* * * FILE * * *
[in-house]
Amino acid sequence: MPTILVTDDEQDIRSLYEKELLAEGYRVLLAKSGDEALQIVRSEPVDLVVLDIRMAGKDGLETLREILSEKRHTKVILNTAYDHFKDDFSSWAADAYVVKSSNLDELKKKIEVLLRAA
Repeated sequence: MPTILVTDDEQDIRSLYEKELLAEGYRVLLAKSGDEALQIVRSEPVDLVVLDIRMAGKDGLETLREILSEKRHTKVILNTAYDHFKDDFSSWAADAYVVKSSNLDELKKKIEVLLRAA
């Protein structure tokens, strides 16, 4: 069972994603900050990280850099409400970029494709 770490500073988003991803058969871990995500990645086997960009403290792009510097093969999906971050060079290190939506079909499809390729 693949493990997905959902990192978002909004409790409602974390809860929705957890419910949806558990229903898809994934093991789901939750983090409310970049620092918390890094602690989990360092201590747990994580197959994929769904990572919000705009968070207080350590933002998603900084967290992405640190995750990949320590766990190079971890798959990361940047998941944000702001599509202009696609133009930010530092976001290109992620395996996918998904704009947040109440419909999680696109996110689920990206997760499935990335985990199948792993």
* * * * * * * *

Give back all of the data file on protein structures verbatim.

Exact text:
[in-house]
Amino acid sequence: MPTILVTDDEQDIRSLYEKELLAEGYRVLLAKSGDEALQIVRSEPVDLVVLDIRMAGKDGLETLREILSEKRHTKVILNTAYDHFKDDFSSWAADAYVVKSSNLDELKKKIEVLLRAA
Repeated sequence: MPTILVTDDEQDIRSLYEKELLAEGYRVLLAKSGDEALQIVRSEPVDLVVLDIRMAGKDGLETLREILSEKRHTKVILNTAYDHFKDDFSSWAADAYVVKSSNLDELKKKIEVLLRAA
């Protein structure tokens, strides 16, 4: 069972994603900050990280850099409400970029494709 770490500073988003991803058969871990995500990645086997960009403290792009510097093969999906971050060079290190939506079909499809390729 693949493990997905959902990192978002909004409790409602974390809860929705957890419910949806558990229903898809994934093991789901939750983090409310970049620092918390890094602690989990360092201590747990994580197959994929769904990572919000705009968070207080350590933002998603900084967290992405640190995750990949320590766990190079971890798959990361940047998941944000702001599509202009696609133009930010530092976001290109992620395996996918998904704009947040109440419909999680696109996110689920990206997760499935990335985990199948792993």